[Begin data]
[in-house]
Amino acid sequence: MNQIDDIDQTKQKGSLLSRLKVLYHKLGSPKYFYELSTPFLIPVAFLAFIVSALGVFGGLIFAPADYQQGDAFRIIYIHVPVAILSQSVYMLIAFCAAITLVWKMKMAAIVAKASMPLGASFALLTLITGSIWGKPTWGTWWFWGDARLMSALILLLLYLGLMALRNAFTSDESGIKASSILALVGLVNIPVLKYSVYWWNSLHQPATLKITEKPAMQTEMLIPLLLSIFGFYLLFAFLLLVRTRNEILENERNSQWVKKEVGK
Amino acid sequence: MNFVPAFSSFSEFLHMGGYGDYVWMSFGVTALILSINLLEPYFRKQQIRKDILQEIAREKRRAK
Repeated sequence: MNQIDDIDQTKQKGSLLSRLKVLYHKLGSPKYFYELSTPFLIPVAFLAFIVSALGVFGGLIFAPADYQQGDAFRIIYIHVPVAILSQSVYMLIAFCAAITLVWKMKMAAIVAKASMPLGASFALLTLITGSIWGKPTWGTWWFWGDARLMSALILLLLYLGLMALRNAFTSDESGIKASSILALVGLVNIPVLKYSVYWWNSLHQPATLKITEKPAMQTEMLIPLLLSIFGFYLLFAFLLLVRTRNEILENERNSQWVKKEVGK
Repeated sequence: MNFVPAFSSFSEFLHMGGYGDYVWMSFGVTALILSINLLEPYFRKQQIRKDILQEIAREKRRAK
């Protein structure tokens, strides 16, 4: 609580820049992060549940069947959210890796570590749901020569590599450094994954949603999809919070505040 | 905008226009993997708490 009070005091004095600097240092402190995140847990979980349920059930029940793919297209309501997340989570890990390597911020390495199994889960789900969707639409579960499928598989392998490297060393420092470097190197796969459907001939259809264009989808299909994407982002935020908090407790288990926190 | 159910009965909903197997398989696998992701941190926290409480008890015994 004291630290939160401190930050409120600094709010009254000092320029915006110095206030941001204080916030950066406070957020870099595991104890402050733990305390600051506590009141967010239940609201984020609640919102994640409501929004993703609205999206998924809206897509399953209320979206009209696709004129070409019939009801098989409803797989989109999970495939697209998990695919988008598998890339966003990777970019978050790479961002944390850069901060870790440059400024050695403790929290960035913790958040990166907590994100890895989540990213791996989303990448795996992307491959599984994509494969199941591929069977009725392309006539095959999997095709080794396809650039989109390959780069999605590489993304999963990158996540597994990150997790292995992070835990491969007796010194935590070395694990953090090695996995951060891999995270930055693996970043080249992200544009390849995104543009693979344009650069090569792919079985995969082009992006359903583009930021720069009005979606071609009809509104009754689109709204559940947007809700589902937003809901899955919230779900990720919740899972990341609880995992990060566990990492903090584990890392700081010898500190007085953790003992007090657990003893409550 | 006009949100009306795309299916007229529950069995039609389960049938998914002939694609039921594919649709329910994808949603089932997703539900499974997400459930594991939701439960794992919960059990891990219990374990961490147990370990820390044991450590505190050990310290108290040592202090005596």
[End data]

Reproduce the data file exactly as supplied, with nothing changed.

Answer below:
[in-house]
Amino acid sequence: MNQIDDIDQTKQKGSLLSRLKVLYHKLGSPKYFYELSTPFLIPVAFLAFIVSALGVFGGLIFAPADYQQGDAFRIIYIHVPVAILSQSVYMLIAFCAAITLVWKMKMAAIVAKASMPLGASFALLTLITGSIWGKPTWGTWWFWGDARLMSALILLLLYLGLMALRNAFTSDESGIKASSILALVGLVNIPVLKYSVYWWNSLHQPATLKITEKPAMQTEMLIPLLLSIFGFYLLFAFLLLVRTRNEILENERNSQWVKKEVGK
Amino acid sequence: MNFVPAFSSFSEFLHMGGYGDYVWMSFGVTALILSINLLEPYFRKQQIRKDILQEIAREKRRAK
Repeated sequence: MNQIDDIDQTKQKGSLLSRLKVLYHKLGSPKYFYELSTPFLIPVAFLAFIVSALGVFGGLIFAPADYQQGDAFRIIYIHVPVAILSQSVYMLIAFCAAITLVWKMKMAAIVAKASMPLGASFALLTLITGSIWGKPTWGTWWFWGDARLMSALILLLLYLGLMALRNAFTSDESGIKASSILALVGLVNIPVLKYSVYWWNSLHQPATLKITEKPAMQTEMLIPLLLSIFGFYLLFAFLLLVRTRNEILENERNSQWVKKEVGK
Repeated sequence: MNFVPAFSSFSEFLHMGGYGDYVWMSFGVTALILSINLLEPYFRKQQIRKDILQEIAREKRRAK
């Protein structure tokens, strides 16, 4: 609580820049992060549940069947959210890796570590749901020569590599450094994954949603999809919070505040 | 905008226009993997708490 009070005091004095600097240092402190995140847990979980349920059930029940793919297209309501997340989570890990390597911020390495199994889960789900969707639409579960499928598989392998490297060393420092470097190197796969459907001939259809264009989808299909994407982002935020908090407790288990926190 | 159910009965909903197997398989696998992701941190926290409480008890015994 004291630290939160401190930050409120600094709010009254000092320029915006110095206030941001204080916030950066406070957020870099595991104890402050733990305390600051506590009141967010239940609201984020609640919102994640409501929004993703609205999206998924809206897509399953209320979206009209696709004129070409019939009801098989409803797989989109999970495939697209998990695919988008598998890339966003990777970019978050790479961002944390850069901060870790440059400024050695403790929290960035913790958040990166907590994100890895989540990213791996989303990448795996992307491959599984994509494969199941591929069977009725392309006539095959999997095709080794396809650039989109390959780069999605590489993304999963990158996540597994990150997790292995992070835990491969007796010194935590070395694990953090090695996995951060891999995270930055693996970043080249992200544009390849995104543009693979344009650069090569792919079985995969082009992006359903583009930021720069009005979606071609009809509104009754689109709204559940947007809700589902937003809901899955919230779900990720919740899972990341609880995992990060566990990492903090584990890392700081010898500190007085953790003992007090657990003893409550 | 006009949100009306795309299916007229529950069995039609389960049938998914002939694609039921594919649709329910994808949603089932997703539900499974997400459930594991939701439960794992919960059990891990219990374990961490147990370990820390044991450590505190050990310290108290040592202090005596």